Israeli Prime Minister Naftali Bennett says he will not stand in the upcoming general election.
Outgoing Israeli Prime Minister Naftali Bennett will not stand in the upcoming general election, his spokesperson has said.
Bennett announced to lawmakers from his Yamina party on Wednesday “his intention not to stand at the next elections”, his spokesman said, as MPs prepared to dissolve Israel’s current legislature, paving the way for polls later this year.
He will continue to serve as alternate prime minister in a caretaker government to be led by Yair Lapid, who is the architect of the coalition and is currently foreign minister.
“I leave behind a thriving, strong and secure country,” Bennett told reporters on Wednesday. “We proved this year that people with very different opinions can work together,” he added, referring to his ideologically diverse coalition.
The government announced last week that it would dissolve the Knesset ahead of elections expected later this year, but the voting required for dissolution has been bogged down by disputes with the opposition.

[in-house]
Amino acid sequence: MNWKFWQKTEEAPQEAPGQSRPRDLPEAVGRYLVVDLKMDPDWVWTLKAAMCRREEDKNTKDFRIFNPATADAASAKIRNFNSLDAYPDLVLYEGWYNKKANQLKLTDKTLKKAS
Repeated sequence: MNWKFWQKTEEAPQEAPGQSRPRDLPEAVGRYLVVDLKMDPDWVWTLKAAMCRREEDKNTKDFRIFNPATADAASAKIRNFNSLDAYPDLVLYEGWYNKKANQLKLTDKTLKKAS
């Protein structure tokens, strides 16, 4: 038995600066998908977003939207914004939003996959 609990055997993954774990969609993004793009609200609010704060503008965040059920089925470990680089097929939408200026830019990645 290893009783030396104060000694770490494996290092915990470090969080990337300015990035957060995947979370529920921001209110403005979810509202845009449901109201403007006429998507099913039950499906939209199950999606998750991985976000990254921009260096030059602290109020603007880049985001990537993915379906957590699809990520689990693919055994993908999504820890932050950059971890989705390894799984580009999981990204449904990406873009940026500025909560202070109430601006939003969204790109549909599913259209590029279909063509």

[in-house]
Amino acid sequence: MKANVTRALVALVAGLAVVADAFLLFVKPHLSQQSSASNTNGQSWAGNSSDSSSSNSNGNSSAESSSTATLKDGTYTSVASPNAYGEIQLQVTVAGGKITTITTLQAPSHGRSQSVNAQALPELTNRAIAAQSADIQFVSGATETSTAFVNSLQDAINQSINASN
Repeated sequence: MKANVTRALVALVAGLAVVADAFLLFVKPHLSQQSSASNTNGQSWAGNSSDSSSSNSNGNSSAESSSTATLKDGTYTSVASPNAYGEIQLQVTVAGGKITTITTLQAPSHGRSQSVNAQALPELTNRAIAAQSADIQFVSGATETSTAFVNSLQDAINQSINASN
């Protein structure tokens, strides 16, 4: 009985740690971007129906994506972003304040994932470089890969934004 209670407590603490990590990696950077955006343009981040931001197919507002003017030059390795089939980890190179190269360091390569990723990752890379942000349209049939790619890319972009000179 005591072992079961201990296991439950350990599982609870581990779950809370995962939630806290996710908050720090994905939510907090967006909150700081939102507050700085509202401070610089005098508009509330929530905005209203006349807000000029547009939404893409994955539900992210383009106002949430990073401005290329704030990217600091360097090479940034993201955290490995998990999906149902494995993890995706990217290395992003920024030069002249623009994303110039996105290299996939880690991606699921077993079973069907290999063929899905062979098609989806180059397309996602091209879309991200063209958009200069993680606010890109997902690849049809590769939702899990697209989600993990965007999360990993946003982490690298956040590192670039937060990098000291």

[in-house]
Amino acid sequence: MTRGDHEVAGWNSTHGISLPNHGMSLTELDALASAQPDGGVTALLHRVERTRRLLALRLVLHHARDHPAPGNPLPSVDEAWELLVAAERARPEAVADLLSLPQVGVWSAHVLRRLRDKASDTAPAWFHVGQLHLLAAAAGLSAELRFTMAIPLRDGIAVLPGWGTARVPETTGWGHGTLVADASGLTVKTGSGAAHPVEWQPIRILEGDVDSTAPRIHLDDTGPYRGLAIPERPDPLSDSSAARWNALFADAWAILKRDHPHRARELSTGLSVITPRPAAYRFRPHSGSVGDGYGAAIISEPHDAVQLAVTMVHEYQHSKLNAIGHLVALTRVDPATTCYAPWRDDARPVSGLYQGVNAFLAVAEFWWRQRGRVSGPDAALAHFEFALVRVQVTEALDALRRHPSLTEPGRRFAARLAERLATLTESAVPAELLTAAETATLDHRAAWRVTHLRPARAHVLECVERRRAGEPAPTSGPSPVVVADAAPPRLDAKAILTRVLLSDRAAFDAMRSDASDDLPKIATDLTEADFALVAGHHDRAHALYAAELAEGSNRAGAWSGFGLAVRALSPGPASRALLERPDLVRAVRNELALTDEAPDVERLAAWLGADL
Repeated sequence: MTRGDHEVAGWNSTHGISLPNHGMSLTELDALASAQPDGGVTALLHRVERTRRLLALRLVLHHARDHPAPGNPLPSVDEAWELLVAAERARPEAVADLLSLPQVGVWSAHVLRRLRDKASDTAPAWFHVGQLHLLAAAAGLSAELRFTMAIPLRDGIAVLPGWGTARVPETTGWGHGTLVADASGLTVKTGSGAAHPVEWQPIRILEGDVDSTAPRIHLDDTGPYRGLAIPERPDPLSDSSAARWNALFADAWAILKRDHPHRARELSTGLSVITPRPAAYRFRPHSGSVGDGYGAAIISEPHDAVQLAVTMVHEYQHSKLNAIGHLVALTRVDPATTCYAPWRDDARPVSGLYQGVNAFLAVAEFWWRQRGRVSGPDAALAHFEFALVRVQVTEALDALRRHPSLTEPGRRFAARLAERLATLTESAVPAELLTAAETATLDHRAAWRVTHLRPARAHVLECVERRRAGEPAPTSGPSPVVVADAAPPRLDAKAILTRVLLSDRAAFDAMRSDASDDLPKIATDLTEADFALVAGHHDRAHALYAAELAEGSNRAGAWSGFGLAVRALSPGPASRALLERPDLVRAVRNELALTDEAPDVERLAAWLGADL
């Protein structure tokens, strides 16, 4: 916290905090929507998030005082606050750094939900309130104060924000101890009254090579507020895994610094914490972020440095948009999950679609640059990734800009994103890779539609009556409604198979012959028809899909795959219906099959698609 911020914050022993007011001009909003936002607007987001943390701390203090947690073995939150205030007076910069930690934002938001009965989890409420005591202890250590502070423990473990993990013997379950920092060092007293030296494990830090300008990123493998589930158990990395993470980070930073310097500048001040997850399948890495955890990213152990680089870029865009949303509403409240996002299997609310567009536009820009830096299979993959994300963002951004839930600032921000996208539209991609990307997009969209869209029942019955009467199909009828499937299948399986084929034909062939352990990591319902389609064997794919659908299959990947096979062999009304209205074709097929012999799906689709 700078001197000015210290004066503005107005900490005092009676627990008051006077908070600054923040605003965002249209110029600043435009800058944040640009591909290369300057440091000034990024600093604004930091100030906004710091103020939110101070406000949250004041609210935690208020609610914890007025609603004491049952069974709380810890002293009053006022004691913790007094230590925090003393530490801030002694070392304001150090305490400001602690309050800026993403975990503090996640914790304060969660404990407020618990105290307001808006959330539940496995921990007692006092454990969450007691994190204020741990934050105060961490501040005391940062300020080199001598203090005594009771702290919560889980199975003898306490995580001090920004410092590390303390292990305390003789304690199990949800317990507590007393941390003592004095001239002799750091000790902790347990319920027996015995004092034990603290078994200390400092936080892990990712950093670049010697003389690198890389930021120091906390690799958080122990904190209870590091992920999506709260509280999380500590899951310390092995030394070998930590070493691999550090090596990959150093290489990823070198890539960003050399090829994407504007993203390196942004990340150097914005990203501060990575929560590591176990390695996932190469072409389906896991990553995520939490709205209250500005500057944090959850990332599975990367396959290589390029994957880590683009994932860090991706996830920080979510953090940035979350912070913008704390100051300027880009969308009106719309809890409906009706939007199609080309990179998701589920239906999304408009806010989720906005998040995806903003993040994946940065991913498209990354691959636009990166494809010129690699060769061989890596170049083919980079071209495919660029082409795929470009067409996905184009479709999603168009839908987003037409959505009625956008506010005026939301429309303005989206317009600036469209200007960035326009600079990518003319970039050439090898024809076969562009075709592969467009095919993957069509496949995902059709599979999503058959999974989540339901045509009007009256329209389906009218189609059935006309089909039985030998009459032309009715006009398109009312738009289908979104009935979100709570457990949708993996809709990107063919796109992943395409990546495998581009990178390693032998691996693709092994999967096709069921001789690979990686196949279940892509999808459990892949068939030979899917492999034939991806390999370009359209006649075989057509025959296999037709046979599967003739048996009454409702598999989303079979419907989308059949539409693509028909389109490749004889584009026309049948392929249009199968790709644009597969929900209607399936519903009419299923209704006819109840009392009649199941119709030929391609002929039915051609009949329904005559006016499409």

The decision to dissolve parliament came following weeks of pressure on Bennett’s fragile governing coalition.
The government of right-wing, liberal and Arab parties was fragile from the start.
With a razor-thin parliamentary majority and divided on major policy issues such as Palestinian statehood, Israel’s occupation of the West Bank, and state and religion issues, the eight-faction alliance began to fracture when a handful of members abandoned the coalition.
The new vote could set the stage for a return to power by former Prime Minister Benjamin Netanyahu, who is now the opposition leader.
Netanyahu has pledged that his alliance of right-wingers, ultra-nationalists and ultra-Orthodox Jewish parties will win the upcoming vote, but polls show that he may also struggle rally a parliamentary majority.
Lawmakers from the pro-Netanyahu bloc have said they were working to form a new government before parliament dissolves. That scenario, which appears remote, would scupper an early election.